On Twitter yesterday, Taylor Buley asked if the uproar due to YouTube’s shift to Google+ could generate enough momentum for a real YouTube competitor.

I responded to Taylor at the time that I didn’t think it could. Back in 2010, when Facebook made their (at that time) largest shift in privacy policy, there was a rather large outcry by people bothered by the changes. The alternative network Diaspora was launched (and failed) out of this outcry.

There comes a certain point where these outcries cause an opinion to turn into a degree of a PR problem. But this PR problem is usually short lived. In the end, only two things can happen:

  1. The change is reversed (unlikely, as it causes a strategic retreat and a tactical reassessment)
  2. The turbulence subsides, the majority of users are retained, and some of the vocal minority are lost.

I consciously chose the term GenTriFicatiOn when I was describing Google+ earlier. Google is trying to build a community of happy PII sharers. But a lot of Google’s legacy community citizens don’t fit that mold. Google’s services are provided “free” in exchange for the price that they (Google) deems adequate. If you don’t want to pay that price, Google seems happy to see you exit the community.

Google today, like Facebook several years ago, is in the position of the chef with a frog in a pot. Slowly turning the heat up, and actually trying to excommunicate users who aren’t going to be willing participants in the Google of Tomorrow. Facebook most likely flushed the vocal privacy critics several years ago. Consider this Google Trends chart on the query “Facebook privacy”. While there is a regular churn on the topic, high water mark event H aligns nicely with the most contentious (to that date) privacy changes Facebook made, back in 2010.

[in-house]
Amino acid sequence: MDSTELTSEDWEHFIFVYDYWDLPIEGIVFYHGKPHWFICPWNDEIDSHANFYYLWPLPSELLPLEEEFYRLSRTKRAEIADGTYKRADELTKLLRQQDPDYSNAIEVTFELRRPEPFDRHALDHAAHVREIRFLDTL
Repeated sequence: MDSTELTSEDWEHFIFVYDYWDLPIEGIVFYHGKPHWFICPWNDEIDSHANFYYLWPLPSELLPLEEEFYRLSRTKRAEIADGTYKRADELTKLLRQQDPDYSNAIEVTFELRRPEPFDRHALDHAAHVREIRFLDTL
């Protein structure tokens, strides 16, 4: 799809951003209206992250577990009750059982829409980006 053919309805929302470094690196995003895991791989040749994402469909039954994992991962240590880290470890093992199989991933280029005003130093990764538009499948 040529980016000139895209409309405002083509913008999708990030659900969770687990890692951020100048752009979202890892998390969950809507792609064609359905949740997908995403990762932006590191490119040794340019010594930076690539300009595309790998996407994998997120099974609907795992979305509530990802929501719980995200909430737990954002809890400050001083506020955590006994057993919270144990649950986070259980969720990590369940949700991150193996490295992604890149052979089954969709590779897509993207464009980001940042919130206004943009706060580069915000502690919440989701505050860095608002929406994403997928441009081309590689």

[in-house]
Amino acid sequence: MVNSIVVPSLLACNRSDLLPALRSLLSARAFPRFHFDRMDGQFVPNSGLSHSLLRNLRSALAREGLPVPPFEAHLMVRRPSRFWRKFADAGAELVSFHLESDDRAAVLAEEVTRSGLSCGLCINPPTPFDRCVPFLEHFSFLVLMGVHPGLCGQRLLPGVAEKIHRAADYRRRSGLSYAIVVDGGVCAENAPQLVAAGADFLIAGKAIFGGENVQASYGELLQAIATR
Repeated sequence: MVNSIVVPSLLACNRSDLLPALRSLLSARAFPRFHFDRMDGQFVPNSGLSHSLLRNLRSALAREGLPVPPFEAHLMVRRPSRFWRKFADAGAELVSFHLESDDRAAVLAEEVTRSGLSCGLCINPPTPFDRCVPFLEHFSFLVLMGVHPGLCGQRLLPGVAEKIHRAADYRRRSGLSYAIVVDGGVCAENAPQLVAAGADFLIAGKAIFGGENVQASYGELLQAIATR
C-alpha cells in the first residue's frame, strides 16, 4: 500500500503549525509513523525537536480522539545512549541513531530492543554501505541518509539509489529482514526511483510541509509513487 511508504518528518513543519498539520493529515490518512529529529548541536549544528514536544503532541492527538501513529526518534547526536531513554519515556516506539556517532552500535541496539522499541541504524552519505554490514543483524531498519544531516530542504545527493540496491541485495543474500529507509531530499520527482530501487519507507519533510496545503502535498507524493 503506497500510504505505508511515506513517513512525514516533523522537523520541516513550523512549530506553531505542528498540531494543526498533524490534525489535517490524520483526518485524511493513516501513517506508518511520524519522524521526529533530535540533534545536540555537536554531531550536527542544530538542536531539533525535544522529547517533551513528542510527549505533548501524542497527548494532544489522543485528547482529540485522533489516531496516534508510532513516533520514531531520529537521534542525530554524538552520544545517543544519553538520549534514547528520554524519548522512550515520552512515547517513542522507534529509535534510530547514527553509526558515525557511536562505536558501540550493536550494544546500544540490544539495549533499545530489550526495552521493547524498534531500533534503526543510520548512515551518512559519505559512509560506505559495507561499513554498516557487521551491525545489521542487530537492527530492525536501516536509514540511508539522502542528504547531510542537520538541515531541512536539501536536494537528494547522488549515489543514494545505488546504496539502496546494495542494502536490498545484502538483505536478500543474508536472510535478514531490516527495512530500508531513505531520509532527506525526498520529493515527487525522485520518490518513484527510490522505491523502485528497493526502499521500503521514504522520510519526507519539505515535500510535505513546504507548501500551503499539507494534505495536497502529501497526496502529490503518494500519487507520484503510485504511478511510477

When Google shut down Google Reader last year, there was a huge outcry. However, Google obviously knew the value that Google Reader users provided in terms of PII sharing before it shut down the site. (Answer? Not much.) As a result? A huge outcry followed by a deafening thud. Google didn’t lose much of what they were after, which is those data sharing, Google loving users. See the Google Trends chart of the Google Reader outcry below. Towards the right we can see the initial outcry, followed most likely by discussion of alternatives/replacements and… resignation.


When these sites increase their PII cost to end users (let’s call these end users producers, not consumers), they’re taking a conscious gamble. The sites are hoping that the number of users who won’t care about their privacy exceeds the number of users who do. In general, they’re likely right, especially if they carefully, consciously execute these steps one by one, and are aware of which ones will be the largest minefields. Of those Google properties remaining to be “Plussed”, Google Voice is likely the most contentious, although YouTube was also pretty likely to generate pushback, as it did. Again, those vocal users not happy with the changes aren’t going to be good Google+ users, so if Google+ is where Google believes their future lies, it’s in their best interest to churn those users out anyway.